Does a lovebird need gravel or grit?
For a healthy bird you need to feed it a healthy diet. When I got my lovebird Apache back in 2019 I dove into some research of what that actually meant. One of the questions I had was if my lovebird needed gravel or grit, as it is supposed to help them with their digestive system.
Turns out a lovebird, being a parrot, does not need gravel or grit, as they have a strong beak to crack open seeds when they eat them. Additionally, a lovebird’s diet in the wild mostly consists on fruits and vegetables, not seeds.
But do not forget that grit usually comes with calcium as well, something your lovebird does need.
What is grit exactly?
In the early months of owning Apache I read a lot of things about having birds as pets in general. I had absolutely no clue what grit was.
Grit is ground up minerals and sand. However, it is not just the sand you can find in your garden. The sand is specially made for birds so that it cannot harm you lovebird if ingested.
Different types of grit that are available
There are two types of grit; soluble (dissolves in the digestive system of your bird) and insoluble.
The most popular form is soluble. This grit is based on oyster shell, cuttlebone, limestone and gypsum. This will provide your lovebird with calcium and other minerals. It will provide your lovebird with its calcium and mineral needs. What it doesn’t really help with is aiding your bird digestion of whole seed.
Shell sand, the kind that is sold to cover the bottom of your lovebird’s cage with is some form of this type of grit. The kind I was using had oyster and seashell bits in it as well as special white sand.
Insoluble grit is consist of a form of silica with sizes that range from sand to small pebbles (stomach grit). This grit will remain in the gizzard to grind down food and eventually will end up in their stool.
Why did we think lovebirds need grit?
The digestive system of a bird is completely different compared to that of a human. A bird’s stomach comprises of a proventriculus and a ventriculus (also known as gizzard). The gizzard is the part that is responsible for grinding down food.
The theory of pet birds needing grit was based on finding grit in the gizzards of wild birds. Most wild birds however pick these up when foraging for food.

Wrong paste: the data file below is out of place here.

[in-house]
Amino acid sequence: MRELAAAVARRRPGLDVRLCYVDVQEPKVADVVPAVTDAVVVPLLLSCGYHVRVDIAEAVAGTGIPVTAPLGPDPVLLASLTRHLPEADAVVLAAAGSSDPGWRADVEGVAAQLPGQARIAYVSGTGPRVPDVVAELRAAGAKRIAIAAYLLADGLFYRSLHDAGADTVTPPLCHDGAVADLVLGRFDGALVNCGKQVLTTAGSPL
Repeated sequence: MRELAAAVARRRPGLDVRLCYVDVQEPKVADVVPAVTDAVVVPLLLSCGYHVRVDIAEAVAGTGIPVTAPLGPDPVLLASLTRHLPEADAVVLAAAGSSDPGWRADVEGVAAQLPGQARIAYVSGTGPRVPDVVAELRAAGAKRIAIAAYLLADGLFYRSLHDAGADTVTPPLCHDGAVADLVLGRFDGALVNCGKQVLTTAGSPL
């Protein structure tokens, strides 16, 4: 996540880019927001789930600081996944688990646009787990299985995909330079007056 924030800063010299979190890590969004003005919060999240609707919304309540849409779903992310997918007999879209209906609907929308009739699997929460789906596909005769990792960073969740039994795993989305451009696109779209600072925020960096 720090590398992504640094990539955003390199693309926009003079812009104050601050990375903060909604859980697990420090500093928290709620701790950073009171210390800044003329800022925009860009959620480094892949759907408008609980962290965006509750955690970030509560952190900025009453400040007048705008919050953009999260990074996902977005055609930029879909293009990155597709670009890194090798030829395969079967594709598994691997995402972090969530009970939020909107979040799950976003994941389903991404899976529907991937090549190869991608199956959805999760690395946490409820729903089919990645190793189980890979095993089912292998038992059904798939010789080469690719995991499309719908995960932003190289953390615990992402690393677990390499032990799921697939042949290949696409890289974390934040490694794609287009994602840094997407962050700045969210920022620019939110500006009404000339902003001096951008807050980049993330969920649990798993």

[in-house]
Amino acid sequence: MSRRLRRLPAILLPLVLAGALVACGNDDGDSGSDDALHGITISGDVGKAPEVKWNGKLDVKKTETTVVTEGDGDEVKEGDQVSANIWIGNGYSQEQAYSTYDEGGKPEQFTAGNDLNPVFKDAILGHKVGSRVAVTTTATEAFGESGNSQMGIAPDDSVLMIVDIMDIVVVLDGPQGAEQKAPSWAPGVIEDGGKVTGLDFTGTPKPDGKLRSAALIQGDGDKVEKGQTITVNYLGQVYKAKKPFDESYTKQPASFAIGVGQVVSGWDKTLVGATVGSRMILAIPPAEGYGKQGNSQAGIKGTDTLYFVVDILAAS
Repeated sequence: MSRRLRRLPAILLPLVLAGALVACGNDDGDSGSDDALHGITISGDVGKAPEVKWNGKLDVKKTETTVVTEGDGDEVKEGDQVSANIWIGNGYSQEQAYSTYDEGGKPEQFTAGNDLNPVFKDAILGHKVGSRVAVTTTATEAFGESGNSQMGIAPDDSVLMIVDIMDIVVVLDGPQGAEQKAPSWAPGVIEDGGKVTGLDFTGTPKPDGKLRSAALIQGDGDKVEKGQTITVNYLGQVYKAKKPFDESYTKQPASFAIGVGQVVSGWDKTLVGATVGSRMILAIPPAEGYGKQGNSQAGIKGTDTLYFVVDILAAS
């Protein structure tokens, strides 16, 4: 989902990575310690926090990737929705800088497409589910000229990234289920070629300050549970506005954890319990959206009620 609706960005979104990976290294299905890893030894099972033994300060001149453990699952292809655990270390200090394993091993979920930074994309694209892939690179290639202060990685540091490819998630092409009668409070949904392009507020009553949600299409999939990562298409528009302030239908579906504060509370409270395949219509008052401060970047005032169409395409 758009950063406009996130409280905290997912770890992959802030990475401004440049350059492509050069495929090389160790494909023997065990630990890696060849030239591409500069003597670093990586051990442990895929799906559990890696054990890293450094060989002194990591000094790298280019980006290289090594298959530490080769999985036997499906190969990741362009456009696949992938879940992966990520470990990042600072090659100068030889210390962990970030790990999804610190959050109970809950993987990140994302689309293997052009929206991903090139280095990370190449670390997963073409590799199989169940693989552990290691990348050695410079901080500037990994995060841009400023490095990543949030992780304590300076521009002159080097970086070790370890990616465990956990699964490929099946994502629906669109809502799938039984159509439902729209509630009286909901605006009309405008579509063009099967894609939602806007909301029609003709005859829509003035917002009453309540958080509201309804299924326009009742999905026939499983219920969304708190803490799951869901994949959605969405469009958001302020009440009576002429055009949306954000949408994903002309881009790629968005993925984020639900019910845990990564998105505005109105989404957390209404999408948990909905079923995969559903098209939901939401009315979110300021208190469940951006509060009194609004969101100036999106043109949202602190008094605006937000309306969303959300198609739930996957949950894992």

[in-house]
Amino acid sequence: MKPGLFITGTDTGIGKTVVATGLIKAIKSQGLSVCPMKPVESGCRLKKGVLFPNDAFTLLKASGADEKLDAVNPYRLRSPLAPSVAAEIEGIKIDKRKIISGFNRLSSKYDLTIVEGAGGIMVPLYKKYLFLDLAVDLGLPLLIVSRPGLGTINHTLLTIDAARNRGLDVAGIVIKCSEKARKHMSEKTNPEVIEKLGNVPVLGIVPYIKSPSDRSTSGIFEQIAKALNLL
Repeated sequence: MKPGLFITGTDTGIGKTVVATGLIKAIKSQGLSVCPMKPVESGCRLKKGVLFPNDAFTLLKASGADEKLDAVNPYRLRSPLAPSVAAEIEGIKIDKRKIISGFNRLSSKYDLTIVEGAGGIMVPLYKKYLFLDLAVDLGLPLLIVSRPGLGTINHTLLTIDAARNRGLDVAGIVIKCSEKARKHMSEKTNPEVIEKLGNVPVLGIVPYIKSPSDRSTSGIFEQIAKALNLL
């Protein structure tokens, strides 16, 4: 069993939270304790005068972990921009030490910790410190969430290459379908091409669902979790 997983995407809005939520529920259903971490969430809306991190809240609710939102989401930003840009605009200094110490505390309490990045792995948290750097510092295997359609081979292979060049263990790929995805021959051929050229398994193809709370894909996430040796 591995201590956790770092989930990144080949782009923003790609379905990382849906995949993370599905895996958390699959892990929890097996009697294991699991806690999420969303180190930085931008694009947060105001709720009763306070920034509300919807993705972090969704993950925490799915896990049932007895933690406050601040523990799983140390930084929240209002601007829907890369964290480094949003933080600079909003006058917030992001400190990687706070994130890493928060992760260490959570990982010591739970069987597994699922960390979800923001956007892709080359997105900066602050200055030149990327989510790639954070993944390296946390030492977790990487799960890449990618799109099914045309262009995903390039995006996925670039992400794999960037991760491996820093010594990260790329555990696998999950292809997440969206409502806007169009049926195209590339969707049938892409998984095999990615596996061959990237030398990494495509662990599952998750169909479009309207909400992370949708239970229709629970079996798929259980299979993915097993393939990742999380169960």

Why lovebirds don't not need grit
Birds that have a mainly seed based diet will benefit from eating grit. As they often are unable to remove a seed from the hull.
Lovebirds, and parrots in general, will crack open seeds before eating them. My bird Apache will often leave a mess of discarded seed shells, somehow managing to always throw them out of her cage.
By first opening the seeds, the hard shell of the seed is gone. With out this hard shell the digestive system of your lovebird can easily grind down these seeds without the need for grit, especially when your lovebird eats only pellets or fruits and vegetables, it does not need grit or gravel.
What you also need to take into consideration is that the diet of a pet bird is very different compared to that of a wild bird.
The risks that come with giving your lovebird grit or gravel
Depending on the kind of grit offered, it is not always digestible and when your lovebird eats too much of it, it will cause a blockage of the crop, ventriculus or proventriculus (the area between the crop and the gizzard). Often the bird will stop eating because of this blockage, eventually starving to death.
Oyster shell grit may also cause problems if they are not properly collected. In past incidents there has been lead contamination from this kind of grit.
There is also grit that is based on charcoal. Avoid this type of grit at all costs. Charcoal can inhibit the absorption of vitamins such as A, B2 and K.
How to safely give your lovebird grit
- Only give your lovebird soluble grit of high quality and safe for birds.
- The grit should NOT contain charcoal.
- No more than 5 grains biannually.
- Place it higher up in the cage so it cannot be contaminated.
It is best to consult your avian veterinarian about how much grit your lovebird needs or if it needs it at all.
What other alternatives besides grit can be used to offer calcium?
Instead of giving your lovebird grit as a source of calcium, you could give them food that has more calcium in it or even powder supplements. My personal favorite, however, is to use cuttlebone. This has the added bonus of letting my lovebird have something to gnaw on.
What my lovebird did with grit
My lovebird Apache had absolutely no interest in the grit I gave her for a brief period of time. Just like many I was told a bird needs grit to help grind down food. The moment I found it she doesn’t need it, I removed it. I was glad she had no interest in it as it turned out it contained charcoal.
The shell sand on the bottom of her cage is now wood chips and her calcium source is cuttlebone. I also changed her diet, as she was on a seed based one and now is happily accepting her pallet food.
More sources about grit and gravel for birds
Learn more about feeding grit to parrots at the following websites: